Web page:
Keep in mind this scale is not a done deal. It's a first shot at validating what they think may be a good measure of the motivations behind signing up as a journalism major. Read the article if you're into methodological details. They look reasonable to me.
Essentially the authors use factor analysis to examine a bejillion questions to see which ones fall together as factors. This is a common statistical technique and eventually can lead to reducing the number of questions to measure the factors that seem to emerge from such validation testing.
Okay, let's get to the good stuff. Why do students decide to major in journalism? What makes 'em tick? Factor 1 -- they couldn't get into business school (just kidding). The authors found eight factors, none of which include business school. They are, in order of explanatory power:
- Social Responsibility -- made up of questions like "I want to hold public officials accountable," this one doesn't really surprise you now that it's presented. J-students should be driven by this.
- Reporting Skills -- This has more to do with enjoying the chase of the story, interviewing, and the like. It doesn't mean they have those skills, it means they enjoy learning them and using them.
- Social Prestige -- Sigh, students grossly overestimate this one.
- Sports Media -- This is interesting. An interest in sports is a major factor in becoming a journalist. This bodes well for my school, UGA, where we have two faculty devoted to just teaching sports journalism and a popular certificate program in the discipline.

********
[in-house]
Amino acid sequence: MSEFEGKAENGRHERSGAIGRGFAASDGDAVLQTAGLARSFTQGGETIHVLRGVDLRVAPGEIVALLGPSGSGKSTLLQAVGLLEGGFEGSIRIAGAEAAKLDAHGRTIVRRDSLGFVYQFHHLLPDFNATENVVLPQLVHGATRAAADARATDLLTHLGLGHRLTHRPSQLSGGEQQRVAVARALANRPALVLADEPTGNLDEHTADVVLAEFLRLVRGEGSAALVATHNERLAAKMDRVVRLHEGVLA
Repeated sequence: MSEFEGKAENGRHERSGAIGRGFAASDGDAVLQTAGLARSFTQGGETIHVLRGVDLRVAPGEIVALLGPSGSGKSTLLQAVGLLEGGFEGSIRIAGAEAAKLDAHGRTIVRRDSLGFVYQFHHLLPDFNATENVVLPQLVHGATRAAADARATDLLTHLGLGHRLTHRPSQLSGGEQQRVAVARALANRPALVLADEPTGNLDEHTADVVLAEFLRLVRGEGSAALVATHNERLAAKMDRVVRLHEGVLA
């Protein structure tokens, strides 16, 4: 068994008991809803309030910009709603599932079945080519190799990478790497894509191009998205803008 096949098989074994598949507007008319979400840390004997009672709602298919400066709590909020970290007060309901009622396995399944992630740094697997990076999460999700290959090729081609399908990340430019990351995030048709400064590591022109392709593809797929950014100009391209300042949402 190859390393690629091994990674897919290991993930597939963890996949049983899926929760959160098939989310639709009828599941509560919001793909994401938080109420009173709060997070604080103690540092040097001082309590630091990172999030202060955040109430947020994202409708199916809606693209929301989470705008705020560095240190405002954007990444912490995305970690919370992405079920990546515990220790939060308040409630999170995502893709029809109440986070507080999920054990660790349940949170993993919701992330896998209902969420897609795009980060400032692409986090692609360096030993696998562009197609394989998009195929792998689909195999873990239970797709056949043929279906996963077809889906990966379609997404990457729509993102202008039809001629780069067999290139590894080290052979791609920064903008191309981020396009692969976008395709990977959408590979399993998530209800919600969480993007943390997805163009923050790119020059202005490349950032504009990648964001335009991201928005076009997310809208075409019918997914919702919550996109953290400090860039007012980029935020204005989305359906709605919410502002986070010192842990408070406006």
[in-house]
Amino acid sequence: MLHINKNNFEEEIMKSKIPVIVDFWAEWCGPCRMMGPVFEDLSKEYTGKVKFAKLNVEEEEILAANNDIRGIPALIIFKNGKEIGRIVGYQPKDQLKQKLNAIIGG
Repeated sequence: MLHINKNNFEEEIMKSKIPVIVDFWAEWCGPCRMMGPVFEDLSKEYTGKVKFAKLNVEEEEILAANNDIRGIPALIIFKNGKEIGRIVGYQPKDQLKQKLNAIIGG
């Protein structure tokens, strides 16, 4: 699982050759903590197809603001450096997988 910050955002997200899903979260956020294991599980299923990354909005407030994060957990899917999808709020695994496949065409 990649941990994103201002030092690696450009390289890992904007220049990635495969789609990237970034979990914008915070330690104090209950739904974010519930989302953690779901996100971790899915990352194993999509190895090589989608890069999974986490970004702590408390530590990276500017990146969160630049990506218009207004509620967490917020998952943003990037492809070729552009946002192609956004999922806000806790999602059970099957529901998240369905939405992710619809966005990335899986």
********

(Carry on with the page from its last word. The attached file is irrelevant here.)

- Visual -- Mostly photojournalism and video, this one has to do with folks interested in such visual skills.
- Writing -- No surprise here, except that I would have expected it to be higher.
- Varied Career -- This one is interesting enough to revisit on another post. That last thing millennials want is to be bored, and journalism can be boring, but it's definitely varied as well.
- Science & Numbers Anxiety -- Another one that deserves its own post. Basically a few questions on this found students majored in journalism because they don't want to learn numbers or science. Sorry, darlings, but never have such skills been so necessary in journalism. You should have been j-majors in the 1950s.
For the statistically interested, I recommend going to the article and checking out the Eigenvalues and other methodological notes.